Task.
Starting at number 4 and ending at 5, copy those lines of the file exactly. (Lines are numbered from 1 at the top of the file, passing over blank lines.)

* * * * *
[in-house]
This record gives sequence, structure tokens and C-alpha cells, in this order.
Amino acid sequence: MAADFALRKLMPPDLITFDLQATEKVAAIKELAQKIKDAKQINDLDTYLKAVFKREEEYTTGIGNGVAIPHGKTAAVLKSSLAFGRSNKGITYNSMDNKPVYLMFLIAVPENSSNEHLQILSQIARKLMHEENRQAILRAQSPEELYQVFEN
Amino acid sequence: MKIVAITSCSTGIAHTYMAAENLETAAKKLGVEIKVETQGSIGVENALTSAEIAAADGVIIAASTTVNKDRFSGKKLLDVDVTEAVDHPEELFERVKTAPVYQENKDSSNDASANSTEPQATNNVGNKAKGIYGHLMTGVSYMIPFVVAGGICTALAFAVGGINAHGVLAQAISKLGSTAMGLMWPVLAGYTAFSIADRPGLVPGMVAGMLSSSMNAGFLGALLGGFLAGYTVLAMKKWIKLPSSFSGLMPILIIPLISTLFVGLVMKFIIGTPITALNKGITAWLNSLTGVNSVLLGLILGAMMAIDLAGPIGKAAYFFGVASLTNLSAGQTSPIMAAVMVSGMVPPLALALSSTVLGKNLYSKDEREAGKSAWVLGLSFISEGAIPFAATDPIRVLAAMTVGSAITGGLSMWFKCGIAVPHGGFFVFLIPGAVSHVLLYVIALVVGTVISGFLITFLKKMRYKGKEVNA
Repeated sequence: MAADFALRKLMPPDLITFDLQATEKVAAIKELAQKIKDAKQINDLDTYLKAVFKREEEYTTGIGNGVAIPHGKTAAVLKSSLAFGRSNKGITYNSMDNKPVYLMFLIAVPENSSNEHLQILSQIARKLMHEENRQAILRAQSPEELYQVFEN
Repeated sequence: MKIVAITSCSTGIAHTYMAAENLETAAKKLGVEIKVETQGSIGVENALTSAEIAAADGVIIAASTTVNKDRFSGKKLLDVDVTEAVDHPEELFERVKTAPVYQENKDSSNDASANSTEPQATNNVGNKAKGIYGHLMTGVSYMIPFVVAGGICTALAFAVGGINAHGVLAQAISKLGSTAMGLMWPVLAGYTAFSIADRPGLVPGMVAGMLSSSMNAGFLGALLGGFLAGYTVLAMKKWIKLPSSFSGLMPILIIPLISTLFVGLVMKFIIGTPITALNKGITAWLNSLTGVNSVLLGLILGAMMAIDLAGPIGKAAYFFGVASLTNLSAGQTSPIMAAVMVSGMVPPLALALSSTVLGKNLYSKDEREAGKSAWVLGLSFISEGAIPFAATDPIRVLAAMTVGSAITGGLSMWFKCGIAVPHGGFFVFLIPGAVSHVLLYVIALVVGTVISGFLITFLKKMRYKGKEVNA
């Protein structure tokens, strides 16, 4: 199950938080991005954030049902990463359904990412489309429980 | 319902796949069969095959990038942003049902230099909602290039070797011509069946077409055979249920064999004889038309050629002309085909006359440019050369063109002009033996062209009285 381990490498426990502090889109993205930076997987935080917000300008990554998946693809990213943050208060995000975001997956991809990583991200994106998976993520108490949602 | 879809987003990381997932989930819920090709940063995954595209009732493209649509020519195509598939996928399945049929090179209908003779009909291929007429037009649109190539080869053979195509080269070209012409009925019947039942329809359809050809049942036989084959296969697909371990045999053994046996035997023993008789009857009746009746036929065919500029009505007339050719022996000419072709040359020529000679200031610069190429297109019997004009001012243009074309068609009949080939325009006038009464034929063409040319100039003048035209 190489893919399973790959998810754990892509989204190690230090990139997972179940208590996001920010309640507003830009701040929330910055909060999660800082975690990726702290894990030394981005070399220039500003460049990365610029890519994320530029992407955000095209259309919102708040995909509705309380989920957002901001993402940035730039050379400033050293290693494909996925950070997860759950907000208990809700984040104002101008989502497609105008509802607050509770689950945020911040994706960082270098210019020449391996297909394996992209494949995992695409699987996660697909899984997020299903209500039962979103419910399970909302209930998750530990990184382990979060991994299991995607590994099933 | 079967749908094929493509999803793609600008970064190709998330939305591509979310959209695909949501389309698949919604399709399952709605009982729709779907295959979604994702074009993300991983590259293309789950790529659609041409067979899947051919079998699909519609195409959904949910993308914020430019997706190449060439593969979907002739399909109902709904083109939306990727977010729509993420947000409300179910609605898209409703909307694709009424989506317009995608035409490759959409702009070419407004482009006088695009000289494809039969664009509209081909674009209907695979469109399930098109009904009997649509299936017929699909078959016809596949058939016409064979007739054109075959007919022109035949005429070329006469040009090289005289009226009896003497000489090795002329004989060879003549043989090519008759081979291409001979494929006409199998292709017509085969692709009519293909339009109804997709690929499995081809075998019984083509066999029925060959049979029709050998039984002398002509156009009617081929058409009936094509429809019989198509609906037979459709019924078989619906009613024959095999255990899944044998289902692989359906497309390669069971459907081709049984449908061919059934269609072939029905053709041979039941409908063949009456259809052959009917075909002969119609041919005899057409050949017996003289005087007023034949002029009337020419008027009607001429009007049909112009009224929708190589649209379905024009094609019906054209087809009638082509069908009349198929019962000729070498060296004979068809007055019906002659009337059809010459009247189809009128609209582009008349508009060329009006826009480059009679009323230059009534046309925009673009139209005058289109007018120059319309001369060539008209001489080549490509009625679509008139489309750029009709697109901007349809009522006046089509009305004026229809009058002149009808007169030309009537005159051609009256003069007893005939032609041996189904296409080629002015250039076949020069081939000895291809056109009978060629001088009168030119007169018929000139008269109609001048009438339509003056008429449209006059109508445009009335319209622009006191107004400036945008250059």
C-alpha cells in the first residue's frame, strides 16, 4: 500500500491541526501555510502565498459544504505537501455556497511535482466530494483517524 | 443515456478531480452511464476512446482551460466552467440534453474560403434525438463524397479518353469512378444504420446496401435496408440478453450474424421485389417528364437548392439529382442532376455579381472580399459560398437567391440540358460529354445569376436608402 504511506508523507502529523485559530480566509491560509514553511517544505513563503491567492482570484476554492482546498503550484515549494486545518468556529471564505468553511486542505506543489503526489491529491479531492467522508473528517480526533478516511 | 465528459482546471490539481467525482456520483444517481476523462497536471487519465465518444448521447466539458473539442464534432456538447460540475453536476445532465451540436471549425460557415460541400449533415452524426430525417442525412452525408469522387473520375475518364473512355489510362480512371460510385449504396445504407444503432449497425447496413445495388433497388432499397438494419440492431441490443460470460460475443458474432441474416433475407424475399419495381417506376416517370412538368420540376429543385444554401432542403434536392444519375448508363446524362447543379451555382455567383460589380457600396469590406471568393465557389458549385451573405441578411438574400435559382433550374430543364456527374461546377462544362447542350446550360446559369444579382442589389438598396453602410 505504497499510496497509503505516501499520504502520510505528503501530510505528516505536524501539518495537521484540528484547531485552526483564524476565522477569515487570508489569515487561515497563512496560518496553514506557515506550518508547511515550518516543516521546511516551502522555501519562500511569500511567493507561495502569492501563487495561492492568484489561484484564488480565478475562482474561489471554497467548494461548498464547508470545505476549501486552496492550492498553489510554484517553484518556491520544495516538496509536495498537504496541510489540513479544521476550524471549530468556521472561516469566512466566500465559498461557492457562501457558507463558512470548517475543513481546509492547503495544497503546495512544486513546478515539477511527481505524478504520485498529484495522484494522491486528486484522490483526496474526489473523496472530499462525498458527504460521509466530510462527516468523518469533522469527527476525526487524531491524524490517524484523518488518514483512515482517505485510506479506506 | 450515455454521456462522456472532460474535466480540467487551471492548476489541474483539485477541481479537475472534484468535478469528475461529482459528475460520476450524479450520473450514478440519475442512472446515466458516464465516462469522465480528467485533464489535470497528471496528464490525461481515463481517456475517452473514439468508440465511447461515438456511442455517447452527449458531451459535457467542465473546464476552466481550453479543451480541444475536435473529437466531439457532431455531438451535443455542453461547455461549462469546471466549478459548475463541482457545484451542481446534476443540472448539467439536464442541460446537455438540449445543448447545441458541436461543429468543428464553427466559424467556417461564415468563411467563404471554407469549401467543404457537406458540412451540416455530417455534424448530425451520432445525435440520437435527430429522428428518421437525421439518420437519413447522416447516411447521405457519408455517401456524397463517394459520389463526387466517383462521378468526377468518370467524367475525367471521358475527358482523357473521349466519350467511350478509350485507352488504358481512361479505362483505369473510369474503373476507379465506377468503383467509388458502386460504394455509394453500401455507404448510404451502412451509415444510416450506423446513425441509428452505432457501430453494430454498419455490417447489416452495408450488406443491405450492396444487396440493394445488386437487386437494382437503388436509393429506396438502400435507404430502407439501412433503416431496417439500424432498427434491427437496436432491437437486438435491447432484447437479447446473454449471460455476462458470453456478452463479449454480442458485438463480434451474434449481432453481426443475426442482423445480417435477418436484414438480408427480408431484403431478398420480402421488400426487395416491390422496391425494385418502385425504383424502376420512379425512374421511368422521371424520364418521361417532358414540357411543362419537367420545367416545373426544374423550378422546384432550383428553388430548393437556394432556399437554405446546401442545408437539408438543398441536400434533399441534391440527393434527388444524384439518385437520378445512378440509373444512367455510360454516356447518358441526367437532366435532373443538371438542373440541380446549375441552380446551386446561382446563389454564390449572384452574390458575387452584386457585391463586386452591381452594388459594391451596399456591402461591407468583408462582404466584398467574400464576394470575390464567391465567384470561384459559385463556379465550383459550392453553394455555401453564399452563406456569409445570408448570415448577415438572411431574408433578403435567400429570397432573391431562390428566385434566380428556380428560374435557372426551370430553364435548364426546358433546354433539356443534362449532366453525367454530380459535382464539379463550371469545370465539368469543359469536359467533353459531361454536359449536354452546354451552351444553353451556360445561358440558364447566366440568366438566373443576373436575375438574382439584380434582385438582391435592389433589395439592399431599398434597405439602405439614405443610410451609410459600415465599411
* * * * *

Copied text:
Amino acid sequence: MKIVAITSCSTGIAHTYMAAENLETAAKKLGVEIKVETQGSIGVENALTSAEIAAADGVIIAASTTVNKDRFSGKKLLDVDVTEAVDHPEELFERVKTAPVYQENKDSSNDASANSTEPQATNNVGNKAKGIYGHLMTGVSYMIPFVVAGGICTALAFAVGGINAHGVLAQAISKLGSTAMGLMWPVLAGYTAFSIADRPGLVPGMVAGMLSSSMNAGFLGALLGGFLAGYTVLAMKKWIKLPSSFSGLMPILIIPLISTLFVGLVMKFIIGTPITALNKGITAWLNSLTGVNSVLLGLILGAMMAIDLAGPIGKAAYFFGVASLTNLSAGQTSPIMAAVMVSGMVPPLALALSSTVLGKNLYSKDEREAGKSAWVLGLSFISEGAIPFAATDPIRVLAAMTVGSAITGGLSMWFKCGIAVPHGGFFVFLIPGAVSHVLLYVIALVVGTVISGFLITFLKKMRYKGKEVNA
Repeated sequence: MAADFALRKLMPPDLITFDLQATEKVAAIKELAQKIKDAKQINDLDTYLKAVFKREEEYTTGIGNGVAIPHGKTAAVLKSSLAFGRSNKGITYNSMDNKPVYLMFLIAVPENSSNEHLQILSQIARKLMHEENRQAILRAQSPEELYQVFEN